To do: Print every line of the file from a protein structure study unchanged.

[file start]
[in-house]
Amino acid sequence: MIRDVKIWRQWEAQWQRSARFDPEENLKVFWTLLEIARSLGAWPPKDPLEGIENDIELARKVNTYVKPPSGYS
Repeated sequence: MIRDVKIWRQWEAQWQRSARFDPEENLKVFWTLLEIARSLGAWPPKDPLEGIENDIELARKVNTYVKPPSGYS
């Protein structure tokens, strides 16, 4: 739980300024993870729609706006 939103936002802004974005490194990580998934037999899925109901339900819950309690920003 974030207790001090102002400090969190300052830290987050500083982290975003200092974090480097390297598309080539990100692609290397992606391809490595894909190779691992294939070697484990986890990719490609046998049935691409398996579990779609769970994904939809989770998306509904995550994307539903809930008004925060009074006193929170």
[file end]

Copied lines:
[in-house]
Amino acid sequence: MIRDVKIWRQWEAQWQRSARFDPEENLKVFWTLLEIARSLGAWPPKDPLEGIENDIELARKVNTYVKPPSGYS
Repeated sequence: MIRDVKIWRQWEAQWQRSARFDPEENLKVFWTLLEIARSLGAWPPKDPLEGIENDIELARKVNTYVKPPSGYS
């Protein structure tokens, strides 16, 4: 739980300024993870729609706006 939103936002802004974005490194990580998934037999899925109901339900819950309690920003 974030207790001090102002400090969190300052830290987050500083982290975003200092974090480097390297598309080539990100692609290397992606391809490595894909190779691992294939070697484990986890990719490609046998049935691409398996579990779609769970994904939809989770998306509904995550994307539903809930008004925060009074006193929170």